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May 3, 2017

Why Isn’t Specific Phobia Sexy?

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Corina Benjet, PhD, and Yesica C. Albor, MSc

National Institute of Psychiatry Ramón de la Fuente (Dr Benjet) and School of Medicine, National Autonomous University of México (Ms Albor), México City​

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Specific phobia is the most common mental disorder in adolescents, and yet it is greatly overlooked by both clinicians and researchers. This condition is likely overlooked by clinicians because it is rarely patients’ primary motive for consultation and may be considered inconsequential given that the distress that it causes is circumscribed to specific objects or situations that can often (but not always) be avoided. In children and adolescents in particular, clinicians may find it difficult to differentiate specific phobia from normal and adaptive fear, and parents and clinicians may believe that young patients will simply grow out of these fears.

Researchers appear to share the same disinterest in the disorder. Boschen reported publication trends in the study of individual anxiety disorders over the past 25 years. Results showed growth in the number of publications for all individual anxiety disorders except specific phobia and agoraphobia. The little research that exists, however, suggests that specific phobia can have high comorbidity with other disorders, a chronic course, and serious impairment in different areas of life.

Because of this paradox of high prevalence but low treatment-seeking and professional interest in the disorder, we thought it was important to address whether clinicians and researchers should be concerned about specific phobia in adolescence, and, if so, why. In a recent study with colleagues, we used data from the Mexican Adolescent Mental Health Survey prospective cohort to evaluate 3 topics:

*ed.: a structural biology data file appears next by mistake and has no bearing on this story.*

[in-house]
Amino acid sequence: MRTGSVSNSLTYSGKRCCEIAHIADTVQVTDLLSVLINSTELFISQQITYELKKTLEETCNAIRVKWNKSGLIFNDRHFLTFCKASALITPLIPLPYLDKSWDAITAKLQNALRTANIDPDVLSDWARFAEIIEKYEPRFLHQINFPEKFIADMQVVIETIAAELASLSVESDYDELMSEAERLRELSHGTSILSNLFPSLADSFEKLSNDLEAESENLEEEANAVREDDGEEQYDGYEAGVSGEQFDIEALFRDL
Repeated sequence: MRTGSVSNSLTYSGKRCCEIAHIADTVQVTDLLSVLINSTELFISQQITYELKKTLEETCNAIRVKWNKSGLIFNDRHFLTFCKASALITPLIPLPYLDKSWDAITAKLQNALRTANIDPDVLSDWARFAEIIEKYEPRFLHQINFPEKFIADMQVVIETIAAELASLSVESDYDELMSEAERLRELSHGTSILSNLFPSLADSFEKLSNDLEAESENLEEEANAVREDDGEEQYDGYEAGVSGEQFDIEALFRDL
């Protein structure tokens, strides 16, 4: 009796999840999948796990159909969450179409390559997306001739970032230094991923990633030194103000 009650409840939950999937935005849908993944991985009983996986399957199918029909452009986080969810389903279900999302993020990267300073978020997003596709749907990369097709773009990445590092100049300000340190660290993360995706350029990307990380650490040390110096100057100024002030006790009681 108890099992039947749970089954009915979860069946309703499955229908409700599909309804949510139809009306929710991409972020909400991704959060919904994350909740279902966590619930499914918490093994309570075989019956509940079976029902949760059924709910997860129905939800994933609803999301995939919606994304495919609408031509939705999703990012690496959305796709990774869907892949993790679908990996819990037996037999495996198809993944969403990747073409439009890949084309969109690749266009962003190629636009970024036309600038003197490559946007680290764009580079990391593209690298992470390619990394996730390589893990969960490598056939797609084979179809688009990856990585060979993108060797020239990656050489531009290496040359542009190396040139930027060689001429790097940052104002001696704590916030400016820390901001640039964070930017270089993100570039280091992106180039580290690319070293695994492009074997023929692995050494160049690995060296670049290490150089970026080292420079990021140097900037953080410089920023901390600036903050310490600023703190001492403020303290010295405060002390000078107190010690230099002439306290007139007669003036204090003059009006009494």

• The persistence of specific phobia in an 8-year period from adolescence to young adulthood (in other words, do they simply grow out of it?)
  • Predictors of persistence (can we identify who will not grow out of it?)
  • Other mental health outcomes related to adolescent specific phobia (what is the future impact of having specific phobia?)

While we found that persistence of specific phobia from adolescence to adulthood is low (17%), there are reasons to be concerned about specific phobia in adolescence. First, specific phobia in adolescence increased the risk for developing a substance use disorder and other anxiety disorders in early adulthood regardless of whether the specific phobia persisted. Second, adolescent-onset specific phobia was more likely to be persistent than childhood-onset specific phobia. Previous research has found that adolescents have attenuated fear-extinction learning compared with children and adults, meaning that they may benefit less from exposure-based treatment (the only evidence-based treatment for specific phobia). These findings suggest that (1) clinicians should treat children with specific phobia before they reach adolescence when it will be more difficult to treat, and (2) researchers should investigate new therapeutic techniques, specifically developed for adolescents, that do not rely on extinction principles. Whether treating specific phobia in adolescence can prevent or diminish the increased risk for future substance use disorders and other anxiety disorders is unknown but a relevant research avenue to pursue.

Finally, our study indicated that we can predict who is more likely to have a persistent course of the disorder by not only age at onset but also whether patients have a family member with specific phobia or have experienced neglect and economic hardship.

So, should professionals be concerned about a highly prevalent disorder that is seemingly transitory in youth? The answer is yes.

Financial disclosure:Dr Benjet and Ms Albor have no relevant personal financial relationships to report.

Category: Anxiety , Substance Use Disorder
Link to this post: https://www.psychiatrist.com/blog/why-isnt-specific-phobia-sexy/
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One thought on “Why Isn’t Specific Phobia Sexy?

  1. In my experience people who I identify as having specific phobias but who have come for another problem rarely accept the offer of treatment for their phobia. While most of the people I treat are adults with other anxiety disorders, I find many have co-morbid specific phobias. I am often providing exposure based therapy for panic, OCD etc and recommend treatment of the phobia as well. I think the most typical response is that the phobia is not worth treating since the person can just continue avoiding.

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